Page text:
Immigration's strain on democracy
The United States has always been enhanced and challenged by immigration. America’s democratic ideals have kept the gates open to those seeking a freer, and more prosperous, life. But the flood of undocumented immigrants has put pressure on American tolerance and the preservation of civil liberties. Robert Koulish, a visiting senior fellow at the Center for American Politics and Citizenship at the University of Maryland, worries that U.S. efforts to control the influx of undocumented immigrants has resulted in undemocratic policies. In “Immigration and American Democracy: Subverting the Rule of Law,” he points to excessive use of private contractors in immigration roles, social control measures in the name of state sovereignty and unconstitutional surveillance activities.
By Robert Koulish
Efforts to control undocumented immigrants challenge some of American democracy’s most basic precepts. At bottom, such efforts deal with the almost unresolvable struggle in democratic society: to locate people (most of whom are of color) who are unidentifiable for lack of records or documents without creating an apartheid police state.
The new Arizona law SB 1070 makes it a criminal offense to be an “illegal alien”— and mandates local police to identify and arrest unauthorized immigrants. In a border state like Arizona the loose legal standard of “reasonable suspicion” which some insist will restrain police power, actually translates into racial apartheid against all Latinos.
Rather than being out of step with federal priorities, however, the Arizona law actually matches up quite well with recent immigration control activity coming out of the nation’s capital, which few inside the Beltway would concede, and which is quite alarming.
Arizona’s legislation fits right in with existing federal programs and proposals: Secure Communities and the Criminal Alien Program (CAP), two efforts that empower state and local police to identify, arrest and detain suspected undocumented immigrants; ongoing detention and dataveillance programs; and Sen. Schumer’s comprehensive immigration reform REPAIR proposal, which focuses on immigration control to the near exclusion of legalization.
Since 9/11, public-private partnerships in America (DHS contracts with Boeing, Geo Group; Unisyss; the Carlyle Group) have built a multi billion-dollar immigration control complex that has been tasked with identifying, detaining and removing several million unidentified immigrants, and have failed miserably.
Such acts of social control deploy an extremely wide net of strategies -- zero tolerance policing in such federal-state programs as the criminal alien program and “secure communities”; expedited removal programs; biometric ID cards about to be proposed in comprehensive immigration reform; and such national databases as IDENT or U.S. VISIT -- which struggle to identify persons who enter and leave the country lawfully, but are not designed at all to identify and collect data on undocumented immigrants who live in fear of being detected and thus seek to avoid it at all costs.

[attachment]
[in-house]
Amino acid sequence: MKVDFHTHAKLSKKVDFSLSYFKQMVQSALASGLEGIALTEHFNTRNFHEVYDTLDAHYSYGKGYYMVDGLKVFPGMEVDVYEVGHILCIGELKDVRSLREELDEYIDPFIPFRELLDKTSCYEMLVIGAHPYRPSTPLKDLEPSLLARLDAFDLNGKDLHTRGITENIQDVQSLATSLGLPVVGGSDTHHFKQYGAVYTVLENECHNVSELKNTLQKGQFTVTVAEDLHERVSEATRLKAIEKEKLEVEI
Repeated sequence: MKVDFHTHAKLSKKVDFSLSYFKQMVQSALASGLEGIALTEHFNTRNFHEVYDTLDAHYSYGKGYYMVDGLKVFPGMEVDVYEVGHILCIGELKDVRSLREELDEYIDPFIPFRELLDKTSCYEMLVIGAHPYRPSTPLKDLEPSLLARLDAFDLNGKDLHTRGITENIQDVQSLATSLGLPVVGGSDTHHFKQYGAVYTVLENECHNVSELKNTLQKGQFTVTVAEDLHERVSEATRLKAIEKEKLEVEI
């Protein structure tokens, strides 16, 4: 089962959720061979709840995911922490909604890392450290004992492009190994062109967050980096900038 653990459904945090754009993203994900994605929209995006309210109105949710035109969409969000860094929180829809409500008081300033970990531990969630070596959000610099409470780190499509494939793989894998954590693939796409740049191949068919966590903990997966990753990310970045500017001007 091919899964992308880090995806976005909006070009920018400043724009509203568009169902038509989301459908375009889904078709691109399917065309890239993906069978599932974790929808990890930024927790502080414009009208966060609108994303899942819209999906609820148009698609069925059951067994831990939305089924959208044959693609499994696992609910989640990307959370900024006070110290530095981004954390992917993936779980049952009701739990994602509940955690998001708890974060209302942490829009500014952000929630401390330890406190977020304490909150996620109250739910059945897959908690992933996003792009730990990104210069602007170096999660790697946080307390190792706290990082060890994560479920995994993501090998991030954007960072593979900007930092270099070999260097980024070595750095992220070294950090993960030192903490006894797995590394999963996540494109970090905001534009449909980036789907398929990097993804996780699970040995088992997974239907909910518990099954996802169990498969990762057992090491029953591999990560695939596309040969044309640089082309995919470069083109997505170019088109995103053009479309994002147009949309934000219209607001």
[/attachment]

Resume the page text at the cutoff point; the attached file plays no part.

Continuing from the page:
Although aspects of this immigration control complex have repeatedly drawn the scornful criticism of Congress and the GAO for ineptitude, wasteful spending, and a lack of transparency, the Obama Administration has double-downed on some of the most egregious excesses.
The 2010 federal budget allocated $1.5 billion to the criminalization of immigration. Specifically, much of this money is being directed to the “Criminal Alien” and “Secure Communities” programs. Like the Arizona law, these programs encourage police to cast a dragnet over Latino communities.
One reason for the expansion of such programs despite repeated failures is that the system of identification, policing, detention and removal is quite profitable to private firms as well as being quite appealing to re-election minded politicians whose support for immigration controls generates ads saying they are tough on crime and undocumented immigration.
For these reasons, the immigration control regime enjoys bipartisan support in Congress and from the President Obama and President Bush before him.
Regrettably, it matters little that these strategies racially profile and intrude upon civil liberties and basic human rights, because they rely on meta-strategies of sovereignty -- as opposed to the constitution -- for legitimacy. Sovereignty is a nation’s sense of radical independence and has inspired some of society’s most racist impulses for more than a century, and for some in Arizona it legitimizes the racialist core of the state’s new law. The meta-strategies focus on creating and deploying control systems rather than catering to individuals.
As offensive as the Arizona law is to democratic sensibilities, its existence is understandable when viewed in the context of REPAIR and Secure Communities. It seems America’s phrase -- the land of the free, the home of the brave -- couldn’t be further from our reality at this time in our history when it comes to immigration control.
Instead of a government of the people, by the people, a racialist neoliberal corporatism reigns.
Steven E. Levingston
May 18, 2010; 5:30 AM ET
Categories: Guest Blogger | Tags: arizona immigration law, civil liberties and immigration, flow of undocumented immigrants
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